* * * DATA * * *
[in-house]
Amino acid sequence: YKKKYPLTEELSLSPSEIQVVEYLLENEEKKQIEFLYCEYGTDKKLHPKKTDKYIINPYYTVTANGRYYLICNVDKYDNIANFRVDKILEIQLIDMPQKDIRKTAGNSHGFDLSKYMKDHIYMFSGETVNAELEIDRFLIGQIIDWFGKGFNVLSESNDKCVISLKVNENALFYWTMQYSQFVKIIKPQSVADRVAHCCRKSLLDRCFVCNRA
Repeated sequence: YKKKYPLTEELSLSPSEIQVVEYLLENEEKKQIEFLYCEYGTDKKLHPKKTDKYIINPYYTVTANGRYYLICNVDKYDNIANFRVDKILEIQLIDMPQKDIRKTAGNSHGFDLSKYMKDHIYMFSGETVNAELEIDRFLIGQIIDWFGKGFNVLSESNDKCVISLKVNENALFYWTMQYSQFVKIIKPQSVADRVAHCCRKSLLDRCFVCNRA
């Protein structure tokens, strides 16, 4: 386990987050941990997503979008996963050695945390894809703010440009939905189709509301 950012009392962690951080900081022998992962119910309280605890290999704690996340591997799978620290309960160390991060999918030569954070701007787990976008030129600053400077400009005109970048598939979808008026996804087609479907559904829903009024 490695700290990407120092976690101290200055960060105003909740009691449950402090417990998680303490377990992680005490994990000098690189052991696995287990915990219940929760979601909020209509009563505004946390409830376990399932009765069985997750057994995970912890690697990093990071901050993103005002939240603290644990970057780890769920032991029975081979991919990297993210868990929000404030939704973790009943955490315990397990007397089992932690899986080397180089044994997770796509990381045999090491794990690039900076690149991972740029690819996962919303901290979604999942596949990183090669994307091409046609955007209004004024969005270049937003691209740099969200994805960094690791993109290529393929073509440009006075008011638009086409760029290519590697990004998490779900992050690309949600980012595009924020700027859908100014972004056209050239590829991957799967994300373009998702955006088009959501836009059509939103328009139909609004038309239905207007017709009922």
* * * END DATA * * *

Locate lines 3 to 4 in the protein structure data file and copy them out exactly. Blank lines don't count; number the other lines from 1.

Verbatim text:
Repeated sequence: YKKKYPLTEELSLSPSEIQVVEYLLENEEKKQIEFLYCEYGTDKKLHPKKTDKYIINPYYTVTANGRYYLICNVDKYDNIANFRVDKILEIQLIDMPQKDIRKTAGNSHGFDLSKYMKDHIYMFSGETVNAELEIDRFLIGQIIDWFGKGFNVLSESNDKCVISLKVNENALFYWTMQYSQFVKIIKPQSVADRVAHCCRKSLLDRCFVCNRA
């Protein structure tokens, strides 16, 4: 386990987050941990997503979008996963050695945390894809703010440009939905189709509301 950012009392962690951080900081022998992962119910309280605890290999704690996340591997799978620290309960160390991060999918030569954070701007787990976008030129600053400077400009005109970048598939979808008026996804087609479907559904829903009024 490695700290990407120092976690101290200055960060105003909740009691449950402090417990998680303490377990992680005490994990000098690189052991696995287990915990219940929760979601909020209509009563505004946390409830376990399932009765069985997750057994995970912890690697990093990071901050993103005002939240603290644990970057780890769920032991029975081979991919990297993210868990929000404030939704973790009943955490315990397990007397089992932690899986080397180089044994997770796509990381045999090491794990690039900076690149991972740029690819996962919303901290979604999942596949990183090669994307091409046609955007209004004024969005270049937003691209740099969200994805960094690791993109290529393929073509440009006075008011638009086409760029290519590697990004998490779900992050690309949600980012595009924020700027859908100014972004056209050239590829991957799967994300373009998702955006088009959501836009059509939103328009139909609004038309239905207007017709009922």